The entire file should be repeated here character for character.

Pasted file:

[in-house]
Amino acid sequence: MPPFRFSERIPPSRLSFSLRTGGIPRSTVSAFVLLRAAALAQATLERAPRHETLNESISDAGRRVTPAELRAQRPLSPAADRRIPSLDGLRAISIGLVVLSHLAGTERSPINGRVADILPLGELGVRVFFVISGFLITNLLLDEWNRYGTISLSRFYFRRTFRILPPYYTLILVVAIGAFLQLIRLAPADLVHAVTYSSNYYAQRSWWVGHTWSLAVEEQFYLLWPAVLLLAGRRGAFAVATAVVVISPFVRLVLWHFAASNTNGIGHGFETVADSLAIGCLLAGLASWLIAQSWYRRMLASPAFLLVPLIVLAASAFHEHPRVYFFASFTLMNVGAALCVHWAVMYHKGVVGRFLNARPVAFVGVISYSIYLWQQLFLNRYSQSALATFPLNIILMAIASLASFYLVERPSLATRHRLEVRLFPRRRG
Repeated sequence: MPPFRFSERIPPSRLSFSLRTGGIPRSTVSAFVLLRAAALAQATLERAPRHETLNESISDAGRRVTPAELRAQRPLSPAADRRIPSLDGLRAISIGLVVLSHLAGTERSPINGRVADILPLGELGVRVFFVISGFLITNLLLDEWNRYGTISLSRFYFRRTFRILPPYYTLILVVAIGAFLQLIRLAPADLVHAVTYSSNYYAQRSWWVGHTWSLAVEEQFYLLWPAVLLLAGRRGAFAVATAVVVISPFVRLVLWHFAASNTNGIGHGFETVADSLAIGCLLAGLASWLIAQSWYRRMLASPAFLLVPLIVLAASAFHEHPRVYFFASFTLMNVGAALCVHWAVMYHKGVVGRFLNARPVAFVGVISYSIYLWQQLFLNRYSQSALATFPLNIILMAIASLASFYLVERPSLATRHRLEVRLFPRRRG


[in-house]
Amino acid sequence: MPPFRFSERIPPSRLSFSLRTGGIPRSTVSAFVLLRAAALAQATLERAPRHETLNESISDAGRRVTPAELRAQRPLSPAADRRIPSLDGLRAISIGLVVLSHLAGTERSPINGRVADILPLGELGVRVFFVISGFLITNLLLDEWNRYGTISLSRFYFRRTFRILPPYYTLILVVAIGAFLQLIRLAPADLVHAVTYSSNYYAQRSWWVGHTWSLAVEEQFYLLWPAVLLLAGRRGAFAVATAVVVISPFVRLVLWHFAASNTNGIGHGFETVADSLAIGCLLAGLASWLIAQSWYRRMLASPAFLLVPLIVLAASAFHEHPRVYFFASFTLMNVGAALCVHWAVMYHKGVVGRFLNARPVAFVGVISYSIYLWQQLFLNRYSQSALATFPLNIILMAIASLASFYLVERPSLATRHRLEVRLFPRRRG
Repeated sequence: MPPFRFSERIPPSRLSFSLRTGGIPRSTVSAFVLLRAAALAQATLERAPRHETLNESISDAGRRVTPAELRAQRPLSPAADRRIPSLDGLRAISIGLVVLSHLAGTERSPINGRVADILPLGELGVRVFFVISGFLITNLLLDEWNRYGTISLSRFYFRRTFRILPPYYTLILVVAIGAFLQLIRLAPADLVHAVTYSSNYYAQRSWWVGHTWSLAVEEQFYLLWPAVLLLAGRRGAFAVATAVVVISPFVRLVLWHFAASNTNGIGHGFETVADSLAIGCLLAGLASWLIAQSWYRRMLASPAFLLVPLIVLAASAFHEHPRVYFFASFTLMNVGAALCVHWAVMYHKGVVGRFLNARPVAFVGVISYSIYLWQQLFLNRYSQSALATFPLNIILMAIASLASFYLVERPSLATRHRLEVRLFPRRRG